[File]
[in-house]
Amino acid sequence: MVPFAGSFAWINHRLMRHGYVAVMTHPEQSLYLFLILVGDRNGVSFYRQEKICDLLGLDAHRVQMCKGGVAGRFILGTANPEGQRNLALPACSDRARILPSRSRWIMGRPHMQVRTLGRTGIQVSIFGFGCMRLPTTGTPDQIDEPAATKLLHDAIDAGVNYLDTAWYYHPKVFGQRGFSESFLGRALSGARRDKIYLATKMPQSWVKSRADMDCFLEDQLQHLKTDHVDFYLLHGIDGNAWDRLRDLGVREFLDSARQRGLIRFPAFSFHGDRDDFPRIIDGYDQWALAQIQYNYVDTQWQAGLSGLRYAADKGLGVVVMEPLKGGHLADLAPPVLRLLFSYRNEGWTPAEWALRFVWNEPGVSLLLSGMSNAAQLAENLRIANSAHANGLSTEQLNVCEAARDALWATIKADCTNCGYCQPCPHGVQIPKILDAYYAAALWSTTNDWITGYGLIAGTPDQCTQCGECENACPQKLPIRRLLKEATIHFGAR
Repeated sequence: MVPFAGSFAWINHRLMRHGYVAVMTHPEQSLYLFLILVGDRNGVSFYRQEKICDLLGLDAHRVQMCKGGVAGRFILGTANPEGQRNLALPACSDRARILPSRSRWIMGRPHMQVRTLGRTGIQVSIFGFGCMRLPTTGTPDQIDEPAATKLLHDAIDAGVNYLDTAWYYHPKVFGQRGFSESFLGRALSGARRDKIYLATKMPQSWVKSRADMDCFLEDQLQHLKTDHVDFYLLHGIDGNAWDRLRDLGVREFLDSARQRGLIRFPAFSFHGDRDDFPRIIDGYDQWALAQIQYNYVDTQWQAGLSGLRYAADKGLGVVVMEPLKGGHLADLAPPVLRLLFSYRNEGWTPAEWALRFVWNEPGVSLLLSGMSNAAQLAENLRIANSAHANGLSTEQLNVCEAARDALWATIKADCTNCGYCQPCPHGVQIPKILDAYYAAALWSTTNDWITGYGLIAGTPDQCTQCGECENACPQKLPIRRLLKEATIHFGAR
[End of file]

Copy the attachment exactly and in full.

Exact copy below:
[in-house]
Amino acid sequence: MVPFAGSFAWINHRLMRHGYVAVMTHPEQSLYLFLILVGDRNGVSFYRQEKICDLLGLDAHRVQMCKGGVAGRFILGTANPEGQRNLALPACSDRARILPSRSRWIMGRPHMQVRTLGRTGIQVSIFGFGCMRLPTTGTPDQIDEPAATKLLHDAIDAGVNYLDTAWYYHPKVFGQRGFSESFLGRALSGARRDKIYLATKMPQSWVKSRADMDCFLEDQLQHLKTDHVDFYLLHGIDGNAWDRLRDLGVREFLDSARQRGLIRFPAFSFHGDRDDFPRIIDGYDQWALAQIQYNYVDTQWQAGLSGLRYAADKGLGVVVMEPLKGGHLADLAPPVLRLLFSYRNEGWTPAEWALRFVWNEPGVSLLLSGMSNAAQLAENLRIANSAHANGLSTEQLNVCEAARDALWATIKADCTNCGYCQPCPHGVQIPKILDAYYAAALWSTTNDWITGYGLIAGTPDQCTQCGECENACPQKLPIRRLLKEATIHFGAR
Repeated sequence: MVPFAGSFAWINHRLMRHGYVAVMTHPEQSLYLFLILVGDRNGVSFYRQEKICDLLGLDAHRVQMCKGGVAGRFILGTANPEGQRNLALPACSDRARILPSRSRWIMGRPHMQVRTLGRTGIQVSIFGFGCMRLPTTGTPDQIDEPAATKLLHDAIDAGVNYLDTAWYYHPKVFGQRGFSESFLGRALSGARRDKIYLATKMPQSWVKSRADMDCFLEDQLQHLKTDHVDFYLLHGIDGNAWDRLRDLGVREFLDSARQRGLIRFPAFSFHGDRDDFPRIIDGYDQWALAQIQYNYVDTQWQAGLSGLRYAADKGLGVVVMEPLKGGHLADLAPPVLRLLFSYRNEGWTPAEWALRFVWNEPGVSLLLSGMSNAAQLAENLRIANSAHANGLSTEQLNVCEAARDALWATIKADCTNCGYCQPCPHGVQIPKILDAYYAAALWSTTNDWITGYGLIAGTPDQCTQCGECENACPQKLPIRRLLKEATIHFGAR